Sunday 26 October 2014

Earphone fodder: 10 of the world's greatest podcasts

Niall Byrne

Published 07/02/2014 | 16:30

Podcasting
Podcasting

While the idea of a podcast is no longer novel, the medium has really established itself as a great resource for human storytelling, comedy, upcoming personalities, niche topic discussion, nerd talk and insightful interviews. Here are 10 of the best. All can be found in the iTunes Podcast section.

This American Life

The gold standard of radio broadcasting has been airing on public radio in the US since 1995. Ira Glass is the host and ruminator who introduces narratives of real-life stories and fiction told by writers, authors and journalists about people, both ordinary and extraordinary which are moving, human and can be humorous too. This American Life is nourishment for adult brains, still yearning to learn more about the world.

Comedy Bang Bang

Scott Aukerman has hosted this podcast since 2009 and the show is now so successful, it has its own TV chat show on IFC in the States. Surreal and offbeat is the name of the game. The format is basically put a bunch of funny people in a room together and let them at it, making for a madcap 90 minutes which has featured impersonations of Andrew Lloyd Webber, Werner Herzog and Ice-T. Recent guests include SNL cast member Taran Killam, the king of offbeat comedy Tim Heidecker, funny actress Amber Tamblyn and Breaking Bad's Saul, real name Bob Odenkirk.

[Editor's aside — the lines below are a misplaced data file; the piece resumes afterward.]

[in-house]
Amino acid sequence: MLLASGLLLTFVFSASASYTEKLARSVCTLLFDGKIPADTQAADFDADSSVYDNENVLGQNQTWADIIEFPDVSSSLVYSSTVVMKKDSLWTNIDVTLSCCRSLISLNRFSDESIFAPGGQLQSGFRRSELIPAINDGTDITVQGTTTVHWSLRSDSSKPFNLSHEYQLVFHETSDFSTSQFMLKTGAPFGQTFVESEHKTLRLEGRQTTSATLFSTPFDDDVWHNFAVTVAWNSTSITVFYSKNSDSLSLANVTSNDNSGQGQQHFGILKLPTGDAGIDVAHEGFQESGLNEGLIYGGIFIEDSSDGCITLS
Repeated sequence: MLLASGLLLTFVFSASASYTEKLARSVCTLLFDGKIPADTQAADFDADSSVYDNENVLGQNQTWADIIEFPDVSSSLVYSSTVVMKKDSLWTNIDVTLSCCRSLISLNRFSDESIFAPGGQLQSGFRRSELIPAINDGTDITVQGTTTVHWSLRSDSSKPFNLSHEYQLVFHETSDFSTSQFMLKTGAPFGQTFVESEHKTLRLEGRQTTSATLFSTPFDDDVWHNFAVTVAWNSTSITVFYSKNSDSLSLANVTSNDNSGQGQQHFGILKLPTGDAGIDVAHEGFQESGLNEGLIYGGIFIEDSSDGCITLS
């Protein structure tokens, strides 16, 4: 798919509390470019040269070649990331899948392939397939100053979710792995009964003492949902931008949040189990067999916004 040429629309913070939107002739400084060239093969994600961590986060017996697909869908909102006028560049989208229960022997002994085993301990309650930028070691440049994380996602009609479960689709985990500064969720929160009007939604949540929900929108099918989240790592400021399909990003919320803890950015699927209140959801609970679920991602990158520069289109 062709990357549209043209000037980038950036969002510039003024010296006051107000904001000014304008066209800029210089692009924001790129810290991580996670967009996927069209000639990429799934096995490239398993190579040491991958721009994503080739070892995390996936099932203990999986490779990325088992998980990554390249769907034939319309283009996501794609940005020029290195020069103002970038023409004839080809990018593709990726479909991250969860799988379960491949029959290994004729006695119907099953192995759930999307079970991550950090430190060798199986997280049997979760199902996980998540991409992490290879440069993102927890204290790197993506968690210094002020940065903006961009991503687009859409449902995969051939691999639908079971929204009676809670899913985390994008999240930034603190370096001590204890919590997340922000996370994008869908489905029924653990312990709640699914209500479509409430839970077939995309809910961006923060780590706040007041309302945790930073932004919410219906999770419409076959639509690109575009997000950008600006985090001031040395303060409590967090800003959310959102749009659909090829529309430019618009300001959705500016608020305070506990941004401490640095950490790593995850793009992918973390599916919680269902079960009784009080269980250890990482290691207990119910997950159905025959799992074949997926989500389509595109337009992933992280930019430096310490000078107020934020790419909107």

Soundings

Two recent Irish immigrants to London, broadcaster Dylan Haskins and singer Lisa Hannigan have joined forces on a Dermot Leary produced culture podcast. The pair discuss music, art, film, architecture and literature with a buoyant camaraderie that is infectious and endlessly listenable. Recent guests include the eminent Harry Shearer, but for the most part, the meat of the content is concerned with two friends making sense of arts and culture they recently experienced.

You Made it Weird

Pete Holmes' Nerdist interview podcast is unusual in that the shortest recent episode was just shy of 90 minutes (comedian Kyle Kinane) and the longest was over three and a half hours in duration (comedian David O' Doherty). So while the show may need some editing, the host Holmes (a stand-up comedian himself, surprise surprise) is such an enthusiastic interviewer that such epic running times are forgivable. Guests are usually comedians and actors including Aziz Ansari, Demetri Martin and Jon Hamm but a recent episode with The National singer Matt Berninger really gets beneath the platitudes of a regular interview. It is an exploration of brotherly dynamics, prompted by the film Mistaken For Strangers which is about the band and is directed by Matt's brother Tom.

The Bugle

This weekly comedy podcast is like listening in to a transatlantic conversation between two old friends with strong English accents and a flair for talking funny rubbish about current affairs. Andy Zaltzman is joined across the wires by John Oliver, who recently stepped in to host The Daily Show with Jon Stewart for a few months which has led to him hosting a similar show coming soon on HBO. Between the pair, they "have left no political hot potato unbuttered".